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Obtaining a US permit

Eurasians of the Netherlands Indies: People in Diaspora (1)

By: Humphrey de la Croix



Obtaining a US permit

Obtaining a US permit



The loss of their soil of birth and enforced emigration meant the beginning of a diaspora of Indonesian Eurasians, in the former Netherlands Indies better known as Indos (from Indo-Europeans).


Dutch attempts to restore colonial rule between 1945 and 1950 had proven the rearguard of a declining colonial power. The defeat of the dictatorial and aggressive regimes Nazi-Germany, fascist Italy and imperialistic Japan left behind a new world order in which there was no room anymore for colonialism. Instead, the self-determination of nations would be the new mantra.


Although the Netherlands and Indonesia agreed to constitute a commonwealth of two independent states, president Soekarno in 1950 started a policy of confrontation. The former coloniser was declared an enemy and the relations between the two states deteriorated fast. This development precluded the massive leave of Europeans in Indonesia. Especially the Indos was made clear their place would not be anymore in Indonesia. Soekarno realized very well the (Indo-) Europeans were indispensable for good governance and business, but he needed the classical instrument of pointing an external enemy in order to hold his multi-ethnic and vast country together. Beside a profound economic crisis as a result of ten years of war had left behind a devastated country and an increasingly dissatisfied population. A disintegration of the young state was really at stake.


Status as Europeans



Dutch captured by Japanese soldiers

Dutch captured by Japanese soldiers



Although having the status as Europeans most of them felt the Indonesian archipelago was their natural home and habitat. Indos never had dreamt of living in the land of their cultural and social reference. But now  Indonesia being an independent country the termination of their colonial prerogatives was to be expected. Colonial social stratification and relationships based of the colour bar had become outdated.


Initially in early 1950 Dutch and Indo-Europeans believed Indonesia would give them the same social-economic position in the newly established state. Because of this optimism most of the Indos had opted warga negara or becoming an Indonesian national. That belief proved to be naive and a great mistake. As soon as the (white) Dutch left the country, Indonesia tried to undermine the Indo position and prerogatives. Indonesians claiming an equal position overall in society took over their jobs, possessions and rights. Most Indos realized Indonesia was becoming a hostile environment where Indos, who declared themselves as non-Asians, were treated as foreign elements and anjing (bloodhounds) of the Dutch. Indonesia considered them as hostile, colonial remnants and, grotesque, spies of the imperialistic enemy.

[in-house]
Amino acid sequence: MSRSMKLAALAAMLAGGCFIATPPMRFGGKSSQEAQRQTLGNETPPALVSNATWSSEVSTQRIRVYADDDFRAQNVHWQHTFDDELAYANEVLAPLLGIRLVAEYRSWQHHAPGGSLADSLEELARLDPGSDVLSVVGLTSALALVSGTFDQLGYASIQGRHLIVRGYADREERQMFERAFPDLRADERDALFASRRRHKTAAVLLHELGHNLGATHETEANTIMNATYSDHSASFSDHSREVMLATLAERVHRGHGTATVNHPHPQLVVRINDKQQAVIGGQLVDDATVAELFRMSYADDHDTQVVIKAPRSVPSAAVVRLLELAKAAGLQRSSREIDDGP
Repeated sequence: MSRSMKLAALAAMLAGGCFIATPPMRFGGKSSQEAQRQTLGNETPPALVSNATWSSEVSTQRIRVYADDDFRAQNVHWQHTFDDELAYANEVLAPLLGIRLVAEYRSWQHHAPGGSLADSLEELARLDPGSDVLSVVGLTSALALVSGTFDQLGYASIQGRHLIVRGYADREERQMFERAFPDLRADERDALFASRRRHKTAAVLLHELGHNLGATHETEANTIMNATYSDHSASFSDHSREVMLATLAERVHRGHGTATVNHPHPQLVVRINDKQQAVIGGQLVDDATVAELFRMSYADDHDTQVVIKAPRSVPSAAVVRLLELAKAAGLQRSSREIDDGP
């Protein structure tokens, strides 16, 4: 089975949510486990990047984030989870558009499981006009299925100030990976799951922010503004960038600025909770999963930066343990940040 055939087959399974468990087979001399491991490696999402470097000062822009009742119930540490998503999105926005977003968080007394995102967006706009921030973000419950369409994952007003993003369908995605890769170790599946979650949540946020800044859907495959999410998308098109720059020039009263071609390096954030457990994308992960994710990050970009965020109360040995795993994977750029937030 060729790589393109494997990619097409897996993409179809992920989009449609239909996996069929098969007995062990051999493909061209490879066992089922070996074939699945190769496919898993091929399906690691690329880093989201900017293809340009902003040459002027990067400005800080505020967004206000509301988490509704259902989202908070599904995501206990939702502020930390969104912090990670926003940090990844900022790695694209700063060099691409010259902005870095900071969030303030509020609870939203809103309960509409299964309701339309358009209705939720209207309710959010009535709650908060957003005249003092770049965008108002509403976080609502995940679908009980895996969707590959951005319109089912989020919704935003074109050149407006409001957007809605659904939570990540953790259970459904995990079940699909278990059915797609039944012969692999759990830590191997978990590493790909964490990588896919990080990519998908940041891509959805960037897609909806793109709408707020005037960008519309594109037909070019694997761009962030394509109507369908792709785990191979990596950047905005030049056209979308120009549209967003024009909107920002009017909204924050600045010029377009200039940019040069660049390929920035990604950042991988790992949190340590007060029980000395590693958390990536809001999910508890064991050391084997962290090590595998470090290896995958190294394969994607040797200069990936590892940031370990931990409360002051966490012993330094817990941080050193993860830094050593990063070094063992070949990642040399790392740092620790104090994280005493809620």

California

Between 1945 and 1965 about persons left Indonesia, almost the complete European community, in five big “waves”. The majority went abroad in this period. Main destination was the Netherlands and some directly went to the United States (especially the “Sunshine” state California), Australia or Spain.


The emigration of Indos is a diaspora according to scientifically based characteristics:
1) An often traumatic dispersion away from the original centre towards peripheral regions. A majority of the Indos were not able to maintain themselves in the hostile atmosphere in Indonesia, their homeland. Not only the first generation of migrants but also their children and future generations are included in the diaspora. Periphery means her: abroad and in most cases the Netherlands and United States.
2) A collective memory, vision, history about the mother country Netherlands Indies.
3) The presumption the recipient country will not fully accept them or even not at all. This causes a feeling of alienation and isolation.
4) The ancestors’ homeland as the ideal place where they will go back to.
5) A strong ethnic conscience.
6) Transnational connections: even long after leaving the homeland people are sending letters and presents and having contacts by phone, telegraph or internet with family and friends left in the homeland. Later, when airline tickets became affordable Indos started spending holidays there.  Transnational connections are strong factors in shaping and preservation of collective identities, in this case as Indo people in diaspora.


Indos dispersion over the world does not have all features of a diaspora:
1) Indos did not induce a troublesome relationship with the recipient society and neither did it emerge after a while. Because of their Western education and orientation Indos easily integrated.
2) The absence of feelings of solidarity with Indos in other countries. This aspect is difficult to determine as it is subjective and maybe overlaying trans nationalism. In general Indos like to recognize and meet other Indos, but to mention this solidarity would go too far.
3) The opportunity of establishing a distinctive, creative and enriching life(style) in the recipient countries. Maybe in a certain extent Indos had this opportunity in the Netherlands. As they mostly were oriented on Dutch values and lifestyle Indos got assimilated rather than being a new (sub)culture influencing the Dutch strongly.
4) Indos are not a cultural, political and ideological a homogenous group and as divers as the recipient societies.


To be continued.


Check www.indischhistorisch.nl




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